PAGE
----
When you dither an audio file, random noise is introduced via dither. Noise of this type is extremely important for balancing the audio. This means that you can raise the noise floor. And if you raise the noise floor, then you won't lose data or sound when you quantize the audio into 16 bits.
The most common form of dither people use with modern digital audio is the Triangular Noise Distribution form of dithering. The reason why this form of dither is preferred over other forms of adding dither is simply that it reduces the first areas of harmonic distortion. This means that you also minimize noise modulation, thanks to its focus on the beginning stages of harmonic distortion.
The other option is to use a rectangular form of dithering, which is sometimes referred to as uniform distribution. Unlike with triangular distribution, the noise will be focused on the whole range equally rather than being focused on the middle range, which is what you get with triangular noise distribution.
Another form of dither is called noise shaping. The aim of noise shaping, when used for dithering purposes, is to shape the quantization error's spectral energy. Again, this is quite a complicated process. But, as you'd expect from the name, when digital audio is dithered through the noise shaping process, you get a much smoother, well-balanced sound. Frequencies that the human ear is most capable of hearing will become clearer too.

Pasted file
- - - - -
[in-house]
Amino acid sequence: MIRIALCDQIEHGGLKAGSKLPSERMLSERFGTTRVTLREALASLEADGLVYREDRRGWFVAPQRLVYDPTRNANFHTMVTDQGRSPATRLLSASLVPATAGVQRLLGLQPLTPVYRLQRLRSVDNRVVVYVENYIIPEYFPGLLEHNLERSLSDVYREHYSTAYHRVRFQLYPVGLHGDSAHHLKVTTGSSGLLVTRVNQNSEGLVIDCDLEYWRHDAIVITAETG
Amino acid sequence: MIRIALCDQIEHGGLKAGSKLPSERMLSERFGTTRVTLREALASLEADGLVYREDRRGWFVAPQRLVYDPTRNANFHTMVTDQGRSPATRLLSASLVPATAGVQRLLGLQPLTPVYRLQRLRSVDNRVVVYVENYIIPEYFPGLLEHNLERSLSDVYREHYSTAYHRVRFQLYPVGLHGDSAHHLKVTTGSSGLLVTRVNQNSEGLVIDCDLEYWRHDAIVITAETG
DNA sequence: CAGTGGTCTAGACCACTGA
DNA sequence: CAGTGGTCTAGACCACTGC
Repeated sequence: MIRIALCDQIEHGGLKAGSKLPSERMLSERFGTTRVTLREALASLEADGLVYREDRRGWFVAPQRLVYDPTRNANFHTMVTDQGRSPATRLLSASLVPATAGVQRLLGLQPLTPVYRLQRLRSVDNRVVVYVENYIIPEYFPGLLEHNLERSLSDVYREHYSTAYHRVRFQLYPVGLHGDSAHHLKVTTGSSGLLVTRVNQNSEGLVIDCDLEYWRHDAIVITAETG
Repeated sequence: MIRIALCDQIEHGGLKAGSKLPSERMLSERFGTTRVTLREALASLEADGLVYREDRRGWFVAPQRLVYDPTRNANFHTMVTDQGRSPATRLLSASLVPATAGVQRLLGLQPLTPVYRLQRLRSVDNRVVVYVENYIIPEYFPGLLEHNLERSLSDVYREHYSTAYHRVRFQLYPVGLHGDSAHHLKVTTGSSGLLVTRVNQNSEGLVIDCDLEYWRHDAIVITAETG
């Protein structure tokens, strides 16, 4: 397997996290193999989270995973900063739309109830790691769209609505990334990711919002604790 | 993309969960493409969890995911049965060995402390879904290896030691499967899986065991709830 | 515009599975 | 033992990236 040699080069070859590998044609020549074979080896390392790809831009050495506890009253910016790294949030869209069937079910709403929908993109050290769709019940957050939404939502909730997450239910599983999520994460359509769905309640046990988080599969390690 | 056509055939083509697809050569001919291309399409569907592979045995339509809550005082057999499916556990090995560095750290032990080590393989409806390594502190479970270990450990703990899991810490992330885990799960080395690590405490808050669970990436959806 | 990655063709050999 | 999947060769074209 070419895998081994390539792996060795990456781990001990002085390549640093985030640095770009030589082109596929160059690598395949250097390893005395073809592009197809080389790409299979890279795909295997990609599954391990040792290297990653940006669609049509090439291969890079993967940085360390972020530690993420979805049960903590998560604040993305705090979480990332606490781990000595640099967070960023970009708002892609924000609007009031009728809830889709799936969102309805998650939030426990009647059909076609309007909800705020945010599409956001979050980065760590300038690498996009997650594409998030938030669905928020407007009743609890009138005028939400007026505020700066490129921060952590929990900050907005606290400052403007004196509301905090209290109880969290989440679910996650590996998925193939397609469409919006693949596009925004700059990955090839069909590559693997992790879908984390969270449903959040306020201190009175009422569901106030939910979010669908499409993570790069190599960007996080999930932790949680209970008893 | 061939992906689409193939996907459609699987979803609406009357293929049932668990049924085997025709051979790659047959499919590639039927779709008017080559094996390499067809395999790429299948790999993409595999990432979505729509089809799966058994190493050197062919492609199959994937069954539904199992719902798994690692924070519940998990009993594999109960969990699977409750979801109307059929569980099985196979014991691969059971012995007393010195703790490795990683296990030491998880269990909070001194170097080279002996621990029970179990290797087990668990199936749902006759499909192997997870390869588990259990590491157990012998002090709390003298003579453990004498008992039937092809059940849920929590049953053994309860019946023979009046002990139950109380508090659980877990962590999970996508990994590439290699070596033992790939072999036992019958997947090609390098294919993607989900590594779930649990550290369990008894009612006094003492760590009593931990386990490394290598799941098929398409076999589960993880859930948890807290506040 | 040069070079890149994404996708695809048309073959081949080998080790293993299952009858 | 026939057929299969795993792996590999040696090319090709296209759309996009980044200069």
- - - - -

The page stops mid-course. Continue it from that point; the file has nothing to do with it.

We must note that the process of dithering will depend slightly on the bit depth of the digital audio track. The process of adding noise so that you can randomize quantization distortion will depend on the level of bit depth, as it isn't entirely necessary with files that have a bit depth that is 32 bits or above. It's better suited to audio files that have a bit depth of 16 bits. We'll get onto the reason why dithering is so essential now.
Why is Dithering Important?
Dither is essential because of distortion. As every record producer will tell you, distortion is your enemy. And if you're planning on saving any audio files that are 16 bits or have a bit depth of 24 bits, then you need to dither. There's just no way of getting around it. Without dither, then the track won't live up to its full potential. And you don't need to be a mastering engineer to recognize that.
You simply have to compare audio that's had dither applied to it and then listen to the same audio track without dither. It's noticeable. You want to ensure that you have removed all distortion from the track, and that's especially true of quantization distortion. It's this form of distortion that dither can remove from your track.
You can also utilize dithering in image processing. Again, the reason why you have to dither is that you have something that is both analog and digital. Just like your audio recording is a digital representation of the original signal, the same thing is happening with an image that you then digitize. Without applying dither to the image, you run the risk of color banding, which will completely ruin the image.